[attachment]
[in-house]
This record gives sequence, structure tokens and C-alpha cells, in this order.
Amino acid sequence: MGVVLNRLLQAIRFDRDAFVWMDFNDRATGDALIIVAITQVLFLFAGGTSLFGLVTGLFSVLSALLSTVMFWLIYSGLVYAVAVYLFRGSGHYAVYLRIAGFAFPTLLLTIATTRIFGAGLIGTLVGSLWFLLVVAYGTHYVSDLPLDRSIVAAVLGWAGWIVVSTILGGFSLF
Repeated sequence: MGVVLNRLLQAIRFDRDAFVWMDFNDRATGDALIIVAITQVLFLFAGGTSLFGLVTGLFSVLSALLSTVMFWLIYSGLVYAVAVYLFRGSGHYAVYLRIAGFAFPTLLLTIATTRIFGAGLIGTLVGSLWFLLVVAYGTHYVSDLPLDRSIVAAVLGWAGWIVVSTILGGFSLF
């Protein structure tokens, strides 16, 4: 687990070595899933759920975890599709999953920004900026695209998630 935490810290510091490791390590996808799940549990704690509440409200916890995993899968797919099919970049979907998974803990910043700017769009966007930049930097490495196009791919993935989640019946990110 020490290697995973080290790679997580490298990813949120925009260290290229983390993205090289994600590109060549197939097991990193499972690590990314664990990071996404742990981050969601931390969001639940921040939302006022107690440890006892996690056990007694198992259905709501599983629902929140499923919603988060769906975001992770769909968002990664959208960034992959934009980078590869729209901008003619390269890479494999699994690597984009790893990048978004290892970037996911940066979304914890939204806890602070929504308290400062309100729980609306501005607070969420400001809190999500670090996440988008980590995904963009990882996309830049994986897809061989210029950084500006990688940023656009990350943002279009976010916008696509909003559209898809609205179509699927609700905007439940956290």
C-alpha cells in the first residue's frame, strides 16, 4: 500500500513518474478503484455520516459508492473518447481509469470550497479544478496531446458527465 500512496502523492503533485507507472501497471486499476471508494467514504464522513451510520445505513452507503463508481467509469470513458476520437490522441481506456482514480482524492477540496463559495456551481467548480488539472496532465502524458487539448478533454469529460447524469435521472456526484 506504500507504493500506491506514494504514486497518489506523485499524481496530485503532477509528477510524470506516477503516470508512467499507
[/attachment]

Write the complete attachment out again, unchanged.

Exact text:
[in-house]
This record gives sequence, structure tokens and C-alpha cells, in this order.
Amino acid sequence: MGVVLNRLLQAIRFDRDAFVWMDFNDRATGDALIIVAITQVLFLFAGGTSLFGLVTGLFSVLSALLSTVMFWLIYSGLVYAVAVYLFRGSGHYAVYLRIAGFAFPTLLLTIATTRIFGAGLIGTLVGSLWFLLVVAYGTHYVSDLPLDRSIVAAVLGWAGWIVVSTILGGFSLF
Repeated sequence: MGVVLNRLLQAIRFDRDAFVWMDFNDRATGDALIIVAITQVLFLFAGGTSLFGLVTGLFSVLSALLSTVMFWLIYSGLVYAVAVYLFRGSGHYAVYLRIAGFAFPTLLLTIATTRIFGAGLIGTLVGSLWFLLVVAYGTHYVSDLPLDRSIVAAVLGWAGWIVVSTILGGFSLF
């Protein structure tokens, strides 16, 4: 687990070595899933759920975890599709999953920004900026695209998630 935490810290510091490791390590996808799940549990704690509440409200916890995993899968797919099919970049979907998974803990910043700017769009966007930049930097490495196009791919993935989640019946990110 020490290697995973080290790679997580490298990813949120925009260290290229983390993205090289994600590109060549197939097991990193499972690590990314664990990071996404742990981050969601931390969001639940921040939302006022107690440890006892996690056990007694198992259905709501599983629902929140499923919603988060769906975001992770769909968002990664959208960034992959934009980078590869729209901008003619390269890479494999699994690597984009790893990048978004290892970037996911940066979304914890939204806890602070929504308290400062309100729980609306501005607070969420400001809190999500670090996440988008980590995904963009990882996309830049994986897809061989210029950084500006990688940023656009990350943002279009976010916008696509909003559209898809609205179509699927609700905007439940956290």
C-alpha cells in the first residue's frame, strides 16, 4: 500500500513518474478503484455520516459508492473518447481509469470550497479544478496531446458527465 500512496502523492503533485507507472501497471486499476471508494467514504464522513451510520445505513452507503463508481467509469470513458476520437490522441481506456482514480482524492477540496463559495456551481467548480488539472496532465502524458487539448478533454469529460447524469435521472456526484 506504500507504493500506491506514494504514486497518489506523485499524481496530485503532477509528477510524470506516477503516470508512467499507